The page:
Based on a car architecture and designed with urban driving in mind, the Nissan Rogue feels maneuverable and smart in those surroundings. On the highway, it's slower and less satisfying.
All Rogues have a 2.5-liter four-cylinder engine with 170 horsepower. Acceleration is mediocre, and Nissan estimates it will take the Rogue about nine seconds to reach 60 mph from a stop. That's acceptable in the crossover segment, but the Rogue also has a somewhat unconventional transmission--a continuously variable transmission, or CVT, which uses pulleys and belts instead of fixed gears to transmit power to the front (or all four) wheels. CVTs tend to have a rubber-band effect, and feel slow and imprecise to react. The Rogue's CVT is one of the best we've tried, and has paddle shift controls that move the transmission to set points that simulate automatic-transmission gears--but it's still a less satisfying way to go, and tends to amplify engine noise, too.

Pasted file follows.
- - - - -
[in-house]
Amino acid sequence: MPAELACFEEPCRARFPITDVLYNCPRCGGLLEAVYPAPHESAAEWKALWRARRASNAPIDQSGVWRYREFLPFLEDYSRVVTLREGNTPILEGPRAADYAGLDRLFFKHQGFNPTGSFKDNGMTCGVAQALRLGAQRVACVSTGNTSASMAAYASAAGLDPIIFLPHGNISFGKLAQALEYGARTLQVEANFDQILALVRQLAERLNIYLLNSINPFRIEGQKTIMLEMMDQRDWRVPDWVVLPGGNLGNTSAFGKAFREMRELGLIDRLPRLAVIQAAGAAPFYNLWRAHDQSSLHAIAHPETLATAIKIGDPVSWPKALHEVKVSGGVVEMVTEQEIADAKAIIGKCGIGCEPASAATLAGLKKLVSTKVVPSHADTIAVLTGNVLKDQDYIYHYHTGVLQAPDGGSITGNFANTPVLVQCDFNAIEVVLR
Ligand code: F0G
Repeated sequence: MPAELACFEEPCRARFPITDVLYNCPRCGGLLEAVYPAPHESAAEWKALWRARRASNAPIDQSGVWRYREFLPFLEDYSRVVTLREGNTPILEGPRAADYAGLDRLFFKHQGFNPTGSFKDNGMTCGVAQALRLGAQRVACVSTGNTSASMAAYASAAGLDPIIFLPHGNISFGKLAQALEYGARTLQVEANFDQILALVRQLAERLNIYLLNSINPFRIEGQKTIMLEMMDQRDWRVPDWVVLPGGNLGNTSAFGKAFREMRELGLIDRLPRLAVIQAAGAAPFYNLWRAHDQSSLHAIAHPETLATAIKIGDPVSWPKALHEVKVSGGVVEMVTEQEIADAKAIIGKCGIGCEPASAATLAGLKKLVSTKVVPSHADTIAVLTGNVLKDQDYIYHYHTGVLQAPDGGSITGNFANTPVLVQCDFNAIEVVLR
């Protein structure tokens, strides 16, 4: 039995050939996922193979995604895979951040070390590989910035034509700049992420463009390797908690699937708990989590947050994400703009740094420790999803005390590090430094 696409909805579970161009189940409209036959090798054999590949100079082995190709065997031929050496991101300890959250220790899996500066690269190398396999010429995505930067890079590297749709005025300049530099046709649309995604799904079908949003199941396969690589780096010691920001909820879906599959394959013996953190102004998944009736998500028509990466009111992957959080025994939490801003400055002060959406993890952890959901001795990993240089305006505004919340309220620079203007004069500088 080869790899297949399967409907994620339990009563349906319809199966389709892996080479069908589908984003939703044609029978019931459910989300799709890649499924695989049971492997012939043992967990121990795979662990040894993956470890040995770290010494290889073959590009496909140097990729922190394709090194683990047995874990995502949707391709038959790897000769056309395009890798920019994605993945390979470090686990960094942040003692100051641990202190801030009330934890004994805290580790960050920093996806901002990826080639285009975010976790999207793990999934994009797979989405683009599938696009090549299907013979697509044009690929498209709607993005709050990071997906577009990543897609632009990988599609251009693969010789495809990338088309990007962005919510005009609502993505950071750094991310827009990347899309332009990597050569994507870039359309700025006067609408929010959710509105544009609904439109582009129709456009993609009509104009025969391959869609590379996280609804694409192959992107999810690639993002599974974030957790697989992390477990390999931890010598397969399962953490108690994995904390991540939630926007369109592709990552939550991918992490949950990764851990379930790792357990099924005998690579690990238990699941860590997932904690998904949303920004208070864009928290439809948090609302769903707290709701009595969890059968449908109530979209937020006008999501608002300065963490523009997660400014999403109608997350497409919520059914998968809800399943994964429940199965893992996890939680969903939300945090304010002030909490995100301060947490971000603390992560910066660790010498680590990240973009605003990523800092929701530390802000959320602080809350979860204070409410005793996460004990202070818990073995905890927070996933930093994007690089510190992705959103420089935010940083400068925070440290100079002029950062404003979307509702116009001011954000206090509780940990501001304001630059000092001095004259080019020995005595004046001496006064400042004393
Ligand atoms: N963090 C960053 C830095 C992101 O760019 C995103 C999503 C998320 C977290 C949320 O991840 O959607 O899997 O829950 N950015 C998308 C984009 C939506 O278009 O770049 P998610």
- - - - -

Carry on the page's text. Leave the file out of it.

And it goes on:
The Rogue maneuvers well, with a quick, almost nimble feel at low speed thanks to the responsive electric power steering system, but at higher speeds it becomes abundantly clear this vehicle is tuned more for ride than handling.